An unpaid bill is a communication to you from the client. Is something wrong? Does the client object to how the case was handled? The only way to find out is to ask in a timely fashion. Failure to follow up promptly gives your client your “permission” to ignore your bills.
The repercussion of a counterclaim for legal malpractice is not an unusual client response when the lawyer pushes to collect a fee.
Anderson has heard this referred to as a client’s “subliminally objecting.” “Every lawyer understands what it means for a client to ‘object subliminally’ when a client isn’t paying the lawyer’s invoice. And lawyers should understand that an unpaid bill is a strong message that there is some breakdown in the attorney-client relationship. Smart lawyers recognize this breakdown early, and make a prompt effort to repair the relationship or end it.”
Lawyers should not underestimate how effective a telephone call or meeting with the client can be when the bill is not paid promptly.
Keep Talking. Keep your client “in the loop.” Ensuring that the client is abreast of developments, especially negative developments, can lessen the “shock” of unexpected time or expenses, and may prevent a later dispute about the fee agreement.
If All Else Fails, Consider Filing Suit
Some lawyers believe suing a client for fees should be a last resort. So is there ever a good time to sue a client for fees? Probably not, but sometimes doing so is unavoidable.
If you find yourself in a situation in which you are considering suing for fees, Anderson encourages you to answer the following questions before you pull the trigger:
Was the client pleased with your services and the outcome of the matter?
Are you comfortable that the work you provided was necessary, helpful to the client’s case, and appropriately priced?
Have you communicated clearly with your client about the matter throughout the representation?
Is the client able to pay your bill? (It doesn’t make sense to sue a debt-ridden client for fees.)
Have you had a disinterested lawyer review your work to be sure what you did was appropriate and above criticism?
Are you willing to spend the time and effort necessary to defend a counterclaim for legal malpractice, should that occur?
Is the amount at stake worth the risk?
Will arbitration be a better venue than court?
Anderson adds that sometimes lawyers should consider fee arbitration through the State Bar of Wisconsin or a local bar program. “If a client consents to join you in this, and your fee agreement may require it, both sides get a hearing and the decision is binding on both. This forum may take the air out of the client’s case, and prevent a malpractice case from occurring.”
Check With Your Insurance Carrier
Firms suing clients to recover fees is traditionally considered risky by malpractice insurance underwriters. Joe McCarthy, vice president of claims at WILMIC, says, “The common belief is that doing so can and does lead to claims being made against the firm by the client as a counter to the suit for fees and as an explanation of why the fees are not owed. Many insurance companies will refuse to provide a policy to firms who sue for fees, because it is such a high risk factor.”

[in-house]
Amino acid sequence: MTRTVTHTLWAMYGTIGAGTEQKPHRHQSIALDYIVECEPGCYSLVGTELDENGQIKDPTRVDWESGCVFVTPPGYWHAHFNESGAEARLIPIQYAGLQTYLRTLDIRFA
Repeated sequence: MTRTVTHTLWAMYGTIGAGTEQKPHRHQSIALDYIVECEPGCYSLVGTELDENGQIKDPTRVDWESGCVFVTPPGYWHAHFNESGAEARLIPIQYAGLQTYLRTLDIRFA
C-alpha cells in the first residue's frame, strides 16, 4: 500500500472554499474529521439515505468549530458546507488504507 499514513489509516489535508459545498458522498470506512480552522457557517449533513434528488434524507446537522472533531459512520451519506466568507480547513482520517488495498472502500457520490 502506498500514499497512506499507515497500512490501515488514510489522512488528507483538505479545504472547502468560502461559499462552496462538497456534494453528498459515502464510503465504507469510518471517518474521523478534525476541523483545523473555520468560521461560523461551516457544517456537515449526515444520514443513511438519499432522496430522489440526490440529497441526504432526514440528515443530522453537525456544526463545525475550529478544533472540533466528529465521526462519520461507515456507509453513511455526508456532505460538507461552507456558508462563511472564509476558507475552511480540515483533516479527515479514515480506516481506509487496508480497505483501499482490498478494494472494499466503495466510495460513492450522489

According to McCarthy, however, WILMIC does not take that same approach. “We work very hard to review each firm and their individual situation. We try to evaluate whether suing for fees is warranted. If work was done for a client and fees are legitimately owed, then we think the firm has the basis to seek payment. We know the risk of a counterclaim exists, but we try to weigh that risk against the firm’s right to obtain payment. We hope the firm is doing an analysis of the risk and weighing the same factors. If the firm is exercising good judgment and evaluating the overall impact of bringing suit against a client, then we want to be supportive.”
Without engagement letters, or fee agreements, misunderstandings are almost inevitable.
McCarthy also says an underwriter must look at a firm’s history of suing for fees because it may reveal something about that firm’s business practices as well as its client selection. “If a firm must continually sue in order to collect fees, maybe they are taking on the wrong clients. Or maybe they are not managing cases the way they should. That’s not always the case, but sometimes there are underlying issues that a firm needs to address.”
Suing for fees might lead to higher liability insurance premiums from some carriers. McCarthy says it’s a good idea for lawyers to check with their carrier. “Ask your carrier whether it impacts the premium you’re paying. Some carriers will consider dropping a policyholder, depending on the number of times a firm has sued for fees. It’s definitely worth asking about.”
Fee disputes often arise because of a lack of communication. But you should get paid for the work you do. As Anderson says, “If you’ve provided the services in an appropriate way, you may have to make the hard decision. Is it worth it?”